This is a new collection of Fairy stories in continuation of the series which "The Blue Fairy Book" was the initial volume.
e and what was false in his story. However, the fact remained that strange things did happen there, and the King of Sweden, to whom this part of the country belonged, more than once gave orders to cut down the haunted wood, but there was no one with courage enough to obey his commands. At length one man, bolder than the rest, struck his axe into a tree, but his blow was followed by a stream of blood and shrieks as of a human creature in pain. The terrified woodcutter fled as fast as his legs would carry him, and after that neither orders nor threats would drive anybody to the enchanted moor.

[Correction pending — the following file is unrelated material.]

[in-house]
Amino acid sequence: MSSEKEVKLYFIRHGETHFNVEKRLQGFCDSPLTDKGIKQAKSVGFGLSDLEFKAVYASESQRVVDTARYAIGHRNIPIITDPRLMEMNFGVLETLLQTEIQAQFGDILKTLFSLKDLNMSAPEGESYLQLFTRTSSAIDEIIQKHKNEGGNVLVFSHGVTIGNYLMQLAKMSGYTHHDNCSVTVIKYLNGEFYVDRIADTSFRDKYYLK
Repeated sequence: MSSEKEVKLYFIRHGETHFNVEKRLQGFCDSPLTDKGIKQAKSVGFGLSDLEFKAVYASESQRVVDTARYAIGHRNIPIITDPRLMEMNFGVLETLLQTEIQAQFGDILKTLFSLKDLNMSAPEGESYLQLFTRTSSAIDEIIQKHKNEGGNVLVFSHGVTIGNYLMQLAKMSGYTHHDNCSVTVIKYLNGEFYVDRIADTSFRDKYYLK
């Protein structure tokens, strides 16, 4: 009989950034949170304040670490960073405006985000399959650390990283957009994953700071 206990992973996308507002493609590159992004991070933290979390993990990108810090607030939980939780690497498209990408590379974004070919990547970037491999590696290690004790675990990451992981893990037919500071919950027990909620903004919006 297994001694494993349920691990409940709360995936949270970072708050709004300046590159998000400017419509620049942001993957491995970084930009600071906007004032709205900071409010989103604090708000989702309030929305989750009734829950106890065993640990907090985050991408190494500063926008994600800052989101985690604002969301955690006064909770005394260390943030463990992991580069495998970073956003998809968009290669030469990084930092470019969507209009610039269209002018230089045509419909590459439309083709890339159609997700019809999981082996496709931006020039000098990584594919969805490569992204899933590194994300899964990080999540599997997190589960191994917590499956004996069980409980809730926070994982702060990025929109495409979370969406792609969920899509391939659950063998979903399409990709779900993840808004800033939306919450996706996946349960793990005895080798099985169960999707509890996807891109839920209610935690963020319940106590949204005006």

A few miles from the Tontlawald was a large village, where dwelt a peasant who had recently married a young wife. As not uncommonly happens in such cases, she turned the whole house upside down, and the two quarrelled and fought all day long.
By his first wife the peasant had a daughter called Elsa, a good quiet girl, who only wanted to live in peace, but this her stepmother would not allow. She beat and cuff